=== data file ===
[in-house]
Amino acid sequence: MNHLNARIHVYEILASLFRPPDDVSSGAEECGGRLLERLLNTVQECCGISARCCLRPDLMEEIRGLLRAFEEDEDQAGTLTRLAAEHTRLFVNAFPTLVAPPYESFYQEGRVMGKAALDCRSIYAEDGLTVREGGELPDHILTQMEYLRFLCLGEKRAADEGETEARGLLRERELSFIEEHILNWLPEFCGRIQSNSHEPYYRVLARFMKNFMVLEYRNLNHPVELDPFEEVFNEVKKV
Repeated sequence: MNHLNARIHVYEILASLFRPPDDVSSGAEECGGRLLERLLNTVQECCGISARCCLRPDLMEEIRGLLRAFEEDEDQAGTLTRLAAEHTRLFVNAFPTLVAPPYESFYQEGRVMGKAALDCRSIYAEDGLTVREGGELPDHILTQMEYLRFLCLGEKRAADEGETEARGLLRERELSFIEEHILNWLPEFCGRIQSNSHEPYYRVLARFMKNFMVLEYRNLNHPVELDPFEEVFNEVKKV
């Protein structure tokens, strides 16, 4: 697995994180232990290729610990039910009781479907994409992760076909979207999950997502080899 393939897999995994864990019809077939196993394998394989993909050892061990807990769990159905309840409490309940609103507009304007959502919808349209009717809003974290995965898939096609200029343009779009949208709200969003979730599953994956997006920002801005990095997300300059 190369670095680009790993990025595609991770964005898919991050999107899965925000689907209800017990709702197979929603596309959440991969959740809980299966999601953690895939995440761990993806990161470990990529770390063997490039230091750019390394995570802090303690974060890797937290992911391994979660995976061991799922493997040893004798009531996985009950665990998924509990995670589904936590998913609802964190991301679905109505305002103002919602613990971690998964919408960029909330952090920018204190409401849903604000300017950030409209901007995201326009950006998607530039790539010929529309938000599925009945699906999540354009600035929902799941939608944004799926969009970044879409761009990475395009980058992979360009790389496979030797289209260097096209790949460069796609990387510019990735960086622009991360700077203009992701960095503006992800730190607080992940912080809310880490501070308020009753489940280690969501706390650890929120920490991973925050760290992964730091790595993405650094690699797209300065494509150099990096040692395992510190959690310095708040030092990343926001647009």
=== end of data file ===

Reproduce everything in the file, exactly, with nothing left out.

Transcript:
[in-house]
Amino acid sequence: MNHLNARIHVYEILASLFRPPDDVSSGAEECGGRLLERLLNTVQECCGISARCCLRPDLMEEIRGLLRAFEEDEDQAGTLTRLAAEHTRLFVNAFPTLVAPPYESFYQEGRVMGKAALDCRSIYAEDGLTVREGGELPDHILTQMEYLRFLCLGEKRAADEGETEARGLLRERELSFIEEHILNWLPEFCGRIQSNSHEPYYRVLARFMKNFMVLEYRNLNHPVELDPFEEVFNEVKKV
Repeated sequence: MNHLNARIHVYEILASLFRPPDDVSSGAEECGGRLLERLLNTVQECCGISARCCLRPDLMEEIRGLLRAFEEDEDQAGTLTRLAAEHTRLFVNAFPTLVAPPYESFYQEGRVMGKAALDCRSIYAEDGLTVREGGELPDHILTQMEYLRFLCLGEKRAADEGETEARGLLRERELSFIEEHILNWLPEFCGRIQSNSHEPYYRVLARFMKNFMVLEYRNLNHPVELDPFEEVFNEVKKV
């Protein structure tokens, strides 16, 4: 697995994180232990290729610990039910009781479907994409992760076909979207999950997502080899 393939897999995994864990019809077939196993394998394989993909050892061990807990769990159905309840409490309940609103507009304007959502919808349209009717809003974290995965898939096609200029343009779009949208709200969003979730599953994956997006920002801005990095997300300059 190369670095680009790993990025595609991770964005898919991050999107899965925000689907209800017990709702197979929603596309959440991969959740809980299966999601953690895939995440761990993806990161470990990529770390063997490039230091750019390394995570802090303690974060890797937290992911391994979660995976061991799922493997040893004798009531996985009950665990998924509990995670589904936590998913609802964190991301679905109505305002103002919602613990971690998964919408960029909330952090920018204190409401849903604000300017950030409209901007995201326009950006998607530039790539010929529309938000599925009945699906999540354009600035929902799941939608944004799926969009970044879409761009990475395009980058992979360009790389496979030797289209260097096209790949460069796609990387510019990735960086622009991360700077203009992701960095503006992800730190607080992940912080809310880490501070308020009753489940280690969501706390650890929120920490991973925050760290992964730091790595993405650094690699797209300065494509150099990096040692395992510190959690310095708040030092990343926001647009």